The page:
- The Dodge Momentum Index increased 2.4% in May to 119.4, a bump up from the upwardly adjusted April figure of 116.6, due largely to a 6.5% surge in commercial project planning.
- This second consecutive monthly rise in commercial project planning helped the Index overcome a 3.4% May decrease in institutional planning, which is part of a 1.3% year-over-year dip in that category from robust activity in the fourth quarter of 2015 and the first quarter of this year.
- Overall, the Index is up 3.6% year over year, which indicates continued growth in construction despite stricter commercial lending policies. In addition, the commercial category — now at its highest level since September of last year — is showing signs of a recovery from its stumble during Q4 2015's "financial market instability."
The Momentum Index is a monthly measure of initial reports of nonresidential building projects in the planning stages, which usually lead nonresidential construction spending by one year.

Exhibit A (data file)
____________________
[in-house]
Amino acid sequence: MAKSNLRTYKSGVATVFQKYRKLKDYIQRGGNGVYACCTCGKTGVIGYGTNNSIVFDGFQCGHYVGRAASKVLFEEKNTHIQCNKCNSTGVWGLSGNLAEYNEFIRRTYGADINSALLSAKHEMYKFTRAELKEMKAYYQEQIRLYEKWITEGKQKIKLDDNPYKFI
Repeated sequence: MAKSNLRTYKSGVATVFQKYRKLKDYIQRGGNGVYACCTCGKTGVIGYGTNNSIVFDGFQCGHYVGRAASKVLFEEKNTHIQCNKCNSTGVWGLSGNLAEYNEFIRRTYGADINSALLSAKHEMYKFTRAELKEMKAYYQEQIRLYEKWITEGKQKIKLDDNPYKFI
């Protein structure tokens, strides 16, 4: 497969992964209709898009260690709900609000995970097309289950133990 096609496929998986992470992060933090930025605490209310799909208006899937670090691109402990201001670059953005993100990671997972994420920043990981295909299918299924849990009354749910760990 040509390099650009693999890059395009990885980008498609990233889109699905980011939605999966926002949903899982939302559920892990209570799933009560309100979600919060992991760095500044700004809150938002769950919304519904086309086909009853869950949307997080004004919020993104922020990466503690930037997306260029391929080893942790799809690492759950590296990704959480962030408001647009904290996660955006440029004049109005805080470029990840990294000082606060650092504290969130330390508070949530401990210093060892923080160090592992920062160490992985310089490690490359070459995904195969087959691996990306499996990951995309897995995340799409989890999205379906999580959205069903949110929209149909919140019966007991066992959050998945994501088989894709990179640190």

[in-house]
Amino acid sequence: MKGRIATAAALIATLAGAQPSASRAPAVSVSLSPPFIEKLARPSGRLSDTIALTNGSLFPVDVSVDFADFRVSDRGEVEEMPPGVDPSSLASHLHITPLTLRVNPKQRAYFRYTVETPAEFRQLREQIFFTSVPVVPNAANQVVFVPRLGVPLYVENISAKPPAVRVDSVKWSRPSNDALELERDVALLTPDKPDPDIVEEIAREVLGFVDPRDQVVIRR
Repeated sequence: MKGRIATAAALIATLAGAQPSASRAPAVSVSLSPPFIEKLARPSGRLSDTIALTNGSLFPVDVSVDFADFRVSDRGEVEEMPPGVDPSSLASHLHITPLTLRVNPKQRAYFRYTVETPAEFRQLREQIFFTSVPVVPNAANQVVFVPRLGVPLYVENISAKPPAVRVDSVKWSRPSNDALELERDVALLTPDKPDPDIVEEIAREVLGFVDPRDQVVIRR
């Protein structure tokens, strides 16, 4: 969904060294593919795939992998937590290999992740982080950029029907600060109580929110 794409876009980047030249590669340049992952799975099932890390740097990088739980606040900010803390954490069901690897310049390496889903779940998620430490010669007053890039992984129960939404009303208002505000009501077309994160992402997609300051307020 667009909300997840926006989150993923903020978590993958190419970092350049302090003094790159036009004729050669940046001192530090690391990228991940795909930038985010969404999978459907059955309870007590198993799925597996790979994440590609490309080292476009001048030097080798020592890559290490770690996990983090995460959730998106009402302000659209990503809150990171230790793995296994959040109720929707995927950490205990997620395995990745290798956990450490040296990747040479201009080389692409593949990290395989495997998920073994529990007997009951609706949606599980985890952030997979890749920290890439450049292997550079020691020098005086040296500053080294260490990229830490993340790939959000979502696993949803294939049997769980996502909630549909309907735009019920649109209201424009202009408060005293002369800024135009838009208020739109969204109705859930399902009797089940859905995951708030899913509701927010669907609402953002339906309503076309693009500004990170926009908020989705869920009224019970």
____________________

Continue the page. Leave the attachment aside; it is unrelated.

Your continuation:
In May, six projects of more than $100 million in value entered the planning stages, according to Dodge. Among the large commercial projects entering planning in May were two large Staten Island, NY, warehouses — one valued at $304 million and the other at $141 million. Entering the planning stage in the institutional sector was a $252 million neuroscience building at Stanford University in Palo Alto, CA.
Last week, real estate company JLL reported that retail building — primarily renovations — was the driving force behind nonresidential construction's 24.4% increase in the first quarter of 2016. However, the company also said it had already started to see a decline in office construction, largely due to the economic slump in China and disappointing GDP reports, both of which are creating an uncertain environment for investors.
In the most recent Commerce Department report, overall construction spending fell 1.8% in April, and the nonresidential sector was no exception, slipping 1.5%. Regarding the institutional sector, a Dodge Data & Analytics report last month found that institutional starts in April were higher than expected in what could be, given its latest low momentum score, the remnants of that category's previous level of activity.